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Past leaders chime in on plaza plan
by TOM HARALDSEN
Feb 16, 2017 | 1755 views | 0 0 comments | 36 36 recommendations | email to a friend | print
BOUNTIFUL—For a former mayor and city manager, Bountiful’s proposed city hall and plaza project is an issue that should be voted on by residents.

Bob Linnell, who served as mayor from 1990-93 and was previously on the city council, and Tom Hardy, who was city manager for 31 years, are not part of the Better Bountiful group that organized a petition drive late last year calling for the issue to be put on the ballot during this November’s municipal election. But they share many of that group’s opinions.

“I don’t think abandoning the current city hall is a good idea,” Hardy said. “The existing hall was built in 1978, which makes it newer than most every church in Bountiful and newer than every school we send our kids to. It’s interesting that the school district has chosen to remodel and upgrade, in place, its existing buildings, rather than rebuild. Those costs pale in comparison with what it would cost to replace them with new schools.”

“I feel like the current city hall can be upgraded much more economically than moving it and building a whole new structure,” Linnell added. “I’m concerned about escalating costs that might occur building a new one, like the last proposal in 2013 when the original estimates kept changing. We eventually voted that one down. I’m not sure anything has changed since then.”

Hardy said the city’s estimates for rebuilding the current facility aren’t accurate.

“I showed the city’s estimates to remodel to architects, engineers and contractors that live in the community, and they said, ‘You know what, what needs to be done can be done for less than half of what the city is saying,’” Hardy stated. “That study was done in 2014. Since that time, they put a new roof on the public safety building, and they put a new roof on the street department building last year. They didn’t have to do a great big study to do it. They simply got a contractor and did it.”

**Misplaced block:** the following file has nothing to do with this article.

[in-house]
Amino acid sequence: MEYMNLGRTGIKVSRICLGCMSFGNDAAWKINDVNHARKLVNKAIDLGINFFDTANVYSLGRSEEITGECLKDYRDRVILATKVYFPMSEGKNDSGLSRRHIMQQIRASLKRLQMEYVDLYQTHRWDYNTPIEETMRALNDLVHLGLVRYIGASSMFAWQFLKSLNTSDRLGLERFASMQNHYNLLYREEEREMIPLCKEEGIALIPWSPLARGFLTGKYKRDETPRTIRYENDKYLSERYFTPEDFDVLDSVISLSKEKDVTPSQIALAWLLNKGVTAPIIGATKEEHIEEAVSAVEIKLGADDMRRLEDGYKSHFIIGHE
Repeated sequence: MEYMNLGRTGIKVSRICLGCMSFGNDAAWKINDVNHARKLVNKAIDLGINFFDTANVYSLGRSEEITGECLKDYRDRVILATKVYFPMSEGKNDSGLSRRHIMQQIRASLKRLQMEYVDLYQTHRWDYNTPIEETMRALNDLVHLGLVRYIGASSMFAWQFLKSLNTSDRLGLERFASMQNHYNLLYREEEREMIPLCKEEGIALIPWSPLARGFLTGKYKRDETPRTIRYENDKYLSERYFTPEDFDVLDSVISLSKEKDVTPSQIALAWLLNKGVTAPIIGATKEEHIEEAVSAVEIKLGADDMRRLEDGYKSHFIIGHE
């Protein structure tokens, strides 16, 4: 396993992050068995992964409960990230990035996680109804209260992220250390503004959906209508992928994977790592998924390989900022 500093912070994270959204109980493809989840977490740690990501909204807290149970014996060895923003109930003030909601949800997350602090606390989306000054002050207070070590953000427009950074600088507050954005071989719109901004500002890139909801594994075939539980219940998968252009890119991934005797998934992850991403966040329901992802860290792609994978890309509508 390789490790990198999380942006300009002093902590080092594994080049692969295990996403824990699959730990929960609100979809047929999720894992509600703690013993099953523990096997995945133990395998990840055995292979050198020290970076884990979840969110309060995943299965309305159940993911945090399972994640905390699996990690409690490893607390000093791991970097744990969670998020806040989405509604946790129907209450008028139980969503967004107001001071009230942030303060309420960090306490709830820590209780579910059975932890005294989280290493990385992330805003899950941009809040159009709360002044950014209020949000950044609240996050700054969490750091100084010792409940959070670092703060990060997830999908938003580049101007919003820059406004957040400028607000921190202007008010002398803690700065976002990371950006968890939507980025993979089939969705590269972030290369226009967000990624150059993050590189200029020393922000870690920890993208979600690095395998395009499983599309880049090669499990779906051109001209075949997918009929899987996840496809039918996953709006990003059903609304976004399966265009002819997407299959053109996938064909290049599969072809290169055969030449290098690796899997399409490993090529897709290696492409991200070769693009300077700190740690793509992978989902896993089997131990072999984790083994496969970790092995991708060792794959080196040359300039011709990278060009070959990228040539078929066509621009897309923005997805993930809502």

More than the costs involved, both Linnell and Hardy are concerned about the way the decision to hire a contractor and proceed with the project was made.

“It’s interesting to me that the council and the mayor have decided to willfully ignore the citizenry on this issue,” Hardy said. “In the almost 40 years that I’ve been in Bountiful, the city has had a history of supporting capital bond projects. Every issue that the school district has put on the ballot has passed in Bountiful. In Bountiful specifically, with the golf course and the original recreation center, it was put on the ballot and the people approved it. When the new rec. center was being proposed, we said, ‘With a decision of this magnitude, we really ought to have the voters decide it.’ So we put it on, and it passed--narrowly--but it passed.”

He said a similar voter decision was faced with building the CenterPoint  Legacy Theatre in Centerville.

 “We went to the people and made our case,” he said. “The city has a huge history of supporting their government if they feel like they’re being heard and if they feel like it’s reasonable. In this case, people don’t feel like they’re being heard and they don’t think that what’s being proposed is reasonable.”

Both feel the economic development impact for downtown Bountiful would be minimal with the project, since the proposed location on the site of Stoker School wouldn’t be visible directly from Main Street. Linnell said most residents seldom or never go in to the current city hall, adding “we all pay our utility bills by mail or have them automatically withdrawn from our banks.”

Hardy says the current council chamber, which seats about 150, “is larger than almost any council chamber in any city hall along the Wasatch Front.” He said when residents were concerned over the pipeline issue years ago, “we went over to Bountiful High and used their auditorium to accommodate the crowd. If you anticipate a large turnout for a public hearing, there are places that can accommodate that.”

But their biggest concern is breaking what Hardy called “the bond of trust, which you never want to see broken. When you have 4,000 citizens signing a petition asking the council for the right to vote on an issue, that’s a democratic process. The city’s response was to hide behind a technicality.”

“As far as I’m concerned, the proper thing to do right now is put it to a vote of the people,” Linnell said.



 
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